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What is SAGE?

Serial analysis of gene expression - counts transcripts and compare gene expression between cell types of tissues 


Outline SAGE

  1. Isolate mRNA and convert to cDNA 
  2. Cut transcript with anchoring enzyme 
  3. Release bp tags using tagging enzyme 
  4. Ligate into plasmids for sequencing
  5. Count tags to estimate relative gene expression 


What is replacing SAGE?

Whole RNA sequencing 


What are the limitations in SAGE?

  • Only transcript levels; not variants 
  • Homologies with other genes
  • May not be in 3' end where SAGE acts


What are three types of diagnostic method?

What are the advantages and disadvangtages of each?

  1. Biopsy- Cheap but can be invasive and may increase risk of metastasis 
  2. Non-invasive imaging, e.g. MRI/CT - Accurate and sensitive, non-invasive but is expensive 
  3. Molecular markers - Sensitive and can be non-invasive but is not available for all cancers


What could biomarkers be used for?

  • Detecting presence of disease
  • Detecting severity of the disease
  • Predict response to treatment 
  • Monitore response to treatment
  • Detect reccurence of disease 


How do traditional cnacer drugs disrupt DNA replication or cell division?

  • Nucleotide analogues
  • Nucleotide synthesis disrupters
  • Topisomerase inhibitors
  • DNA-binding drugs
  • DNA-cross linkers
  • Intercalatin agents
  • Inhibitors of mitosis


How are the traditional cancer drugs seen as selective?

Target according to proliferation rate - which is much higher in cancer cells than in the rest of the body 


What are biologicals?

Treatments which use bodies natural substances to treat cancer. e.g.

  • Hormones and hormone disrupters
  • Receptor blockers
  • Immunostimulators
  • Targeted toxins
  • Gene therapies
  • RNAi


What is immunotherapy?

Boosting the immune response to kill cancer cells


What types of immunotherapy exist?

  • Molecules which are produced as part of immune response made in the lab
  • Vaccinations against cancer cells to train immune system
  • Therapeutic monoclonal antibodies that recognise molecules on the outside of cancer cells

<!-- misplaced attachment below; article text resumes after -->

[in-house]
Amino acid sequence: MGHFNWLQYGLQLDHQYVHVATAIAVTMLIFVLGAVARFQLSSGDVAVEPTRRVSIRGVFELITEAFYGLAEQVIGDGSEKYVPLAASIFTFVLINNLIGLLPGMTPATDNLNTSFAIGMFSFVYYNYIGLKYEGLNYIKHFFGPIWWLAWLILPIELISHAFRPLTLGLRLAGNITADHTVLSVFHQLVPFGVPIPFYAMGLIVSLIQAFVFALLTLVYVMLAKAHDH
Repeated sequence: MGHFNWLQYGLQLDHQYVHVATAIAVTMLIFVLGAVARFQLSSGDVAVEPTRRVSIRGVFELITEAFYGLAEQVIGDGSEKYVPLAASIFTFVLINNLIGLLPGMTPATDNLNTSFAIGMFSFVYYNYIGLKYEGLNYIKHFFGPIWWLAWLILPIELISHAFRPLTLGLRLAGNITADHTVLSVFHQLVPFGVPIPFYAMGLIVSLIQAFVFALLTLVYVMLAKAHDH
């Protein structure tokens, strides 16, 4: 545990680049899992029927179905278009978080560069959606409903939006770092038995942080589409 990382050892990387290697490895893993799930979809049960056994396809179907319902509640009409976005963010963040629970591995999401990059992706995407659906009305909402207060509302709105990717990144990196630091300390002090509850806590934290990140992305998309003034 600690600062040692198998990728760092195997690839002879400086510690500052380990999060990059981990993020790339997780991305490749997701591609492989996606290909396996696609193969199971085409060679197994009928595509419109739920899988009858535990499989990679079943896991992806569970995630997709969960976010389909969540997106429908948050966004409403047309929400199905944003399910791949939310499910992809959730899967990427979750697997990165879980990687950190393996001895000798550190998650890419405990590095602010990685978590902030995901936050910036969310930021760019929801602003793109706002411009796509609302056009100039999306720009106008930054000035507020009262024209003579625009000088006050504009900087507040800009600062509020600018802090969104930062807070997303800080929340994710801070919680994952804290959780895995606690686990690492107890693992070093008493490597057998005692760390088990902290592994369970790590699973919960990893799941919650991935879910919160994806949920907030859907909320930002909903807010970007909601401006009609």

What is the goal of personalised medicine?

What muts be considered?

Treatment to match each individual patient

  • Is the gene a tumour supressor/tumour promoter 
  • Cell surface or intracellular 
  • Circulating or solid tumour
  • Chemistry of treatment agent
  • Delivery of the treatment?


What is the aim of checkpoint inhibition treatment?

Cancer cells have commonly lost p53 dependent repair and are dependent on DDR. By knockin our DDR in these cells the cancer cells cannot repair damage to DNA and hence traditional treatments, such as chemo, will be very effective on them. Whilst healthy cells will still have p53 repair and hence unaffected


What drugs have been developed for checkpoint inhibition?

  • Chk1 and Chk2 inhibitors 
  • Pi3 Kinase inhibitors 
  • PARP inhibitors 


What drug has been shown to extend life of breast cancer patients?

What does it target?


Internalisation of Her2


What are the two types of lung cancer?

Small cell lung cancer (20%)

Non-small cell lung cancer (80%)


What is commonly overexpressed in NSCLC?



What is oncogene addiction?

Tumour cells that overexpress a pro-survival oncogene become addicted


What percentage of lung cancer patients respond to EGFR inhibitors?



Have mutation in tyrosine kinase domain which causes sensitivity. Other patients have slightly different mutation in same domain which makes them resistant


Why was RNAi seen as having massive promise?

  • Only requires sequence of target to cause destruction 
  • Hence is cheaper and quicker then traditional drug discovery


What are the problems with RNAi?

  • Delivery 
    •  Systemic or topical?
    •  Entry to cell?
    •  Accumulation in organs
  • Stability


Why is DNA replication a good possible target?

The process is dependent on a single set of enzymes rather than the large range of possible ligands and receptors in downstream processes (redundancy)


What is the role of Ciz1?

Links nuclear structures that organise DNA spatially to the enzymes that regulate DNA replication


Why is Ciz1 a good selective target?

Ciz1 has been alternative splices. One of which, in exon 14, is solely seen in cancer cells. This specific sequence can then be targeted by RNAi, however, RNAi is difficult to get into cell in vivo.


How else could Ciz1 be useful in cancer?

As a biomarker 

Antibody for Ciz1 in blood sample - even in stage 1 lung cancer